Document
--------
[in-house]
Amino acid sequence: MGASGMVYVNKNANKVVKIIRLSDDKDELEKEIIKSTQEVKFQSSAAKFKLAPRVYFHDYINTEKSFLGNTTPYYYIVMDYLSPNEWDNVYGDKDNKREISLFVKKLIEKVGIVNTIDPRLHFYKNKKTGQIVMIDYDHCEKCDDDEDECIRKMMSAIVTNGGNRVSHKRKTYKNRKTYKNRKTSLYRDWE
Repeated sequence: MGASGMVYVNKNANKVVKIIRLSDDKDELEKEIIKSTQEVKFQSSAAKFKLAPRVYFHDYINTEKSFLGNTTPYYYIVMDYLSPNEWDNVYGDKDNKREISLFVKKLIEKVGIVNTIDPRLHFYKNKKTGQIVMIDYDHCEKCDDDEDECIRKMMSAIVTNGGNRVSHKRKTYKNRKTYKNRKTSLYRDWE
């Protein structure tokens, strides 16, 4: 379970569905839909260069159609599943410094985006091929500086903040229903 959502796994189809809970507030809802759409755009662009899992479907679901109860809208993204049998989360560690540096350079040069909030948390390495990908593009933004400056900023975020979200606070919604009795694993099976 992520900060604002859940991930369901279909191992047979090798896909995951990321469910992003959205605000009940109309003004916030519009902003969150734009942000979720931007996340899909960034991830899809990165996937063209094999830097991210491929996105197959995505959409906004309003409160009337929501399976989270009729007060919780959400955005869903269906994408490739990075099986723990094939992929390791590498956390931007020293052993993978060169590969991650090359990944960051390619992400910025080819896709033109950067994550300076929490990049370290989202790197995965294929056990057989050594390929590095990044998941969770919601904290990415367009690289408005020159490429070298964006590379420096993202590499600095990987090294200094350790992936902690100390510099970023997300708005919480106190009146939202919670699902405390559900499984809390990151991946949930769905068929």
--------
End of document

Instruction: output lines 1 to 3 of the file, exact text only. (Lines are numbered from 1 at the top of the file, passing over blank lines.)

[in-house]
Amino acid sequence: MGASGMVYVNKNANKVVKIIRLSDDKDELEKEIIKSTQEVKFQSSAAKFKLAPRVYFHDYINTEKSFLGNTTPYYYIVMDYLSPNEWDNVYGDKDNKREISLFVKKLIEKVGIVNTIDPRLHFYKNKKTGQIVMIDYDHCEKCDDDEDECIRKMMSAIVTNGGNRVSHKRKTYKNRKTYKNRKTSLYRDWE
Repeated sequence: MGASGMVYVNKNANKVVKIIRLSDDKDELEKEIIKSTQEVKFQSSAAKFKLAPRVYFHDYINTEKSFLGNTTPYYYIVMDYLSPNEWDNVYGDKDNKREISLFVKKLIEKVGIVNTIDPRLHFYKNKKTGQIVMIDYDHCEKCDDDEDECIRKMMSAIVTNGGNRVSHKRKTYKNRKTYKNRKTSLYRDWE